People with Type 2 Diabetes who "don't need" statins get significant benefit from intensive lipid lowering

Results of AFORRD trial presented at International Diabetes Federation World Diabetes Congress (IDF), Cape Town, South Africa

Results from a UK study by Oxford University have shown that patients not considered by their physicians to be at high enough risk for statin therapy benefit significantly from the intensive lipid lowering, as recommended by the latest cardiovascular disease (CVD) guidelines.

AFORRD (Atorvastatin in Factorial with Omega-3 fatty acids Risk Reduction in Diabetes) was a real world primary care study of 800 people with type 2 diabetes which aimed to assess the degree to which a statin and/or omega-3 fatty acids affect the lipid profile and the estimated risk of CVD. Despite recruiting patients not considered to be at high enough CVD risk to warrant statin treatment by their GP, it was found that 74% of the population were actually at high estimated CVD risk (>20% over 10 years), and 94% were at moderate to high risk (>10% over 10 years).  

In these patients, lipid lowering with atorvastatin 20mg (trade name Lipitor) reduced LDL-cholesterol to ≤2.6mmol/l in 91% of patients (mean 1.8mmol/l) and significantly reduced the estimated 10 year CVD risk by 22% (absolute risk reduction 6.7%).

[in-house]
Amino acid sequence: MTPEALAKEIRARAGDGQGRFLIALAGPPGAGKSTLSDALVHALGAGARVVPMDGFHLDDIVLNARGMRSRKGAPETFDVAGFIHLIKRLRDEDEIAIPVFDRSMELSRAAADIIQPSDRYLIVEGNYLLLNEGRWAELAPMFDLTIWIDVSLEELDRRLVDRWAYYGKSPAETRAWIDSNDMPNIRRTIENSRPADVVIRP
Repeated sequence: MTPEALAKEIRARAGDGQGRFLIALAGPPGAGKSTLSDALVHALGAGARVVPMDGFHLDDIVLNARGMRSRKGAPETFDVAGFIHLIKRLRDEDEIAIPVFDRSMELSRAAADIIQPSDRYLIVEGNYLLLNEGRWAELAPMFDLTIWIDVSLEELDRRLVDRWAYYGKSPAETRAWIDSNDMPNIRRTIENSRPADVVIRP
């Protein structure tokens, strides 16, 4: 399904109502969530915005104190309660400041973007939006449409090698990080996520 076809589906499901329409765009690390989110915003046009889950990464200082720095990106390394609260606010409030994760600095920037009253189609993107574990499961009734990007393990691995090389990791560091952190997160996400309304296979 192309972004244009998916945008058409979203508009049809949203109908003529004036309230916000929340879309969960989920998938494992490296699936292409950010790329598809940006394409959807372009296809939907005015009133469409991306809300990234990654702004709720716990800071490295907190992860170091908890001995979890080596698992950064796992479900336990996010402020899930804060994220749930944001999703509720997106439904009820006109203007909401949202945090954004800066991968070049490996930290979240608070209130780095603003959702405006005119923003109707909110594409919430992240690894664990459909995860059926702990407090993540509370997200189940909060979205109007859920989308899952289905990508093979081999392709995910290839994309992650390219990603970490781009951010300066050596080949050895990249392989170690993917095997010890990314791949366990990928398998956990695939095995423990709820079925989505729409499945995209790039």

“The study shows that the majority of people with type 2 diabetes in primary care are at higher cardiovascular risk than previously thought,” commented Professor Andrew Neil, Co-Principal Investigator of the study. “The new guidelines from the Joint British Societies recommend statin treatment for the majority of people with type 2 diabetes, treating to a LDL-cholesterol target of 2mmol/l.  However, this advice was based on outcomes trials which recruited patients mainly in secondary care and who were at enhanced CVD risk. AFORRD shows that intensive lipid lowering  for most people with diabetes is the right approach for primary care too”